*Montgomery, L.M. Anne’s House of Dreams. New York: Bantam Books, 1992. p. 38. (©McClelland and Steward Limited, 1922.) 

 

The Blind Writer

I had a professor once who said, “The writer is the one who points and says, ‘Look.’” I’ve internalized that idea so deeply that I can no longer recall who said it – the words are now mine, and I repeat them from time to time when I’m called upon to say what it is I do – I point. I say, “Look.” I write.
Monday was, as Anne Shirley so appropriately described, “a Jonah day.” It started with misplacing my phone before work and having to leave without it, continued through ordering the wrong drink at the coffee shop, realizing I forgot my lunch, discovering a project at work hadn’t been completed, speaking sharply to a coworker, apologizing to said coworker, learning no contact had been made with a prospect for a book endorsement when I had requested it two weeks earlier…the list goes on. Through it all I was working on the tedious task of implementing proofreading notes on a book manuscript. I left work at the end of the day, having told my roommate I would text her when I was on the way so she could put the rice on, only to realize that was impossible without a phone, and dinner would consequently be twenty minutes later for my hungry belly.
I found myself in the car, weeping, crying out to God and asking Him why I hadn’t realized I’d been cruel to my coworker, kicking myself for how I handled it all, angry that I hadn’t followed up on the missed pieces sooner, wracking my brain to figure how I would finish all the work on the manuscript before the deadline.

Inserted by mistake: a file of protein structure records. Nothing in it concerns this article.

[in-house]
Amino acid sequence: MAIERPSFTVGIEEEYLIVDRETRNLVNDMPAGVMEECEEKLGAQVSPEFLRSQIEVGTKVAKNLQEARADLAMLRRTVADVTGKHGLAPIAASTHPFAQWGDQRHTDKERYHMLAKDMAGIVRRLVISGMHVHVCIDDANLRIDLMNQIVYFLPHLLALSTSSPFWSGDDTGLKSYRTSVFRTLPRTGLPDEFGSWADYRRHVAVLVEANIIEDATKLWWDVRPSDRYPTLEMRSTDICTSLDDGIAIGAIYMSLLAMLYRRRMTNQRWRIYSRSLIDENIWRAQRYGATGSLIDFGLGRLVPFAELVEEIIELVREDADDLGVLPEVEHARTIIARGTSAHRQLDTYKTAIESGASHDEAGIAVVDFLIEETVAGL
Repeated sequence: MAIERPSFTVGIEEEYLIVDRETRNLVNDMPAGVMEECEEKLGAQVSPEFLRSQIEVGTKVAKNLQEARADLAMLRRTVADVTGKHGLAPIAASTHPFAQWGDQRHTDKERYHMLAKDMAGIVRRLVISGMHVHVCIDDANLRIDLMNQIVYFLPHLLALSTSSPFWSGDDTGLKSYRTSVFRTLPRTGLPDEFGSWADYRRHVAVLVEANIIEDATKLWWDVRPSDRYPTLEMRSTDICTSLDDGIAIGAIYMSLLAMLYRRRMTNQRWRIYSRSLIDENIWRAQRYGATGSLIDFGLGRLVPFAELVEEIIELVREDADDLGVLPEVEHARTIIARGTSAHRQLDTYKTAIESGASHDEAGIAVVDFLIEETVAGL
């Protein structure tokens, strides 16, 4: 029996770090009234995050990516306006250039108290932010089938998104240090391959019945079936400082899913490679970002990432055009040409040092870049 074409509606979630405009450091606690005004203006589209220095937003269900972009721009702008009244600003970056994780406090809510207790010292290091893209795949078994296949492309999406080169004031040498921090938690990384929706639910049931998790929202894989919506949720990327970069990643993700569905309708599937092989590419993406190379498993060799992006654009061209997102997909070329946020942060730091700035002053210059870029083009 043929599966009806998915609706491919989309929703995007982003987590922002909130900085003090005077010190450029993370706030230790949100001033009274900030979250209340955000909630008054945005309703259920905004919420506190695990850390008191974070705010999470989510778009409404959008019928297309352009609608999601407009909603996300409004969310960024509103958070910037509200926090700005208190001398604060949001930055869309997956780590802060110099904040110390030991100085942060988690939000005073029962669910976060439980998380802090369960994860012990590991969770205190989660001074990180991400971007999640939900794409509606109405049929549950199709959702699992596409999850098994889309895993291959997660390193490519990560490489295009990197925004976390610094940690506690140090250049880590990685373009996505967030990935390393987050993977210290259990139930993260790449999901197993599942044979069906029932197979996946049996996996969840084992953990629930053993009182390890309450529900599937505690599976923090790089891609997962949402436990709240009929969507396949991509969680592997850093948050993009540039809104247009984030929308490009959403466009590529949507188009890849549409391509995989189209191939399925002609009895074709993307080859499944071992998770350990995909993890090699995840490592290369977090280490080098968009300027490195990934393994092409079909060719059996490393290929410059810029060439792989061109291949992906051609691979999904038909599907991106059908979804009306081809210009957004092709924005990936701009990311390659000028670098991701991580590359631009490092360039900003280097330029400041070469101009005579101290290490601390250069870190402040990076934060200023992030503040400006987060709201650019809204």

Even Anne’s perfect description for my day, when it came to me as I drove, gave me no comfort. Along with it came her other thought on the topic: “Isn’t it nice to think that tomorrow is a new day with no mistakes in it yet?” It’s that little word at the end that’s the problem: “yet.” It mocked me: “You’ll just do it all again tomorrow.”
The tears clouded my eyes; the thoughts crowded my mind. I ached at my own sinfulness and I couldn’t see a way out of it. The writer was blind. In such a state, how could she point? How could she look?
And then a new song started on the CD. It began with quiet strings and piano before Andrew Peterson’s voice began to gently prod,
Behold the Lamb of God
Who takes away our sin
Behold the Lamb of God
The life and light of men
Behold the Lamb of God
Who died and rose again
Behold the Lamb of God who comes
To take away our sin
“Behold.” Look.
My mind would wander back to the troubles of my Jonah day and AP would point again with that word, “Behold.”
Over and over again the phrase repeats in the song: “Behold the Lamb of God.” Look at the Son of God, Emmanuel, the hope of man. When the song ended, I went through again and again. “Behold.” Do not look elsewhere. Keep your eyes on the Lamb. Will you sin again tomorrow? Yes, and the Lamb of God will take away that sin, too. “Behold.”
When the writer is blind, who will point and say, “Look”? The voices of the prophets, of the musicians, of the artists, of all those who have beheld the Lamb and come to Him with their broken hearts, fallen far away from Him, only to see them renewed and restored by the One who died and rose again – they will echo together the call of John the Baptist, pointing and saying, “Look.”

To hear Andrew Peterson’s song “Behold the Lamb of God,” click here.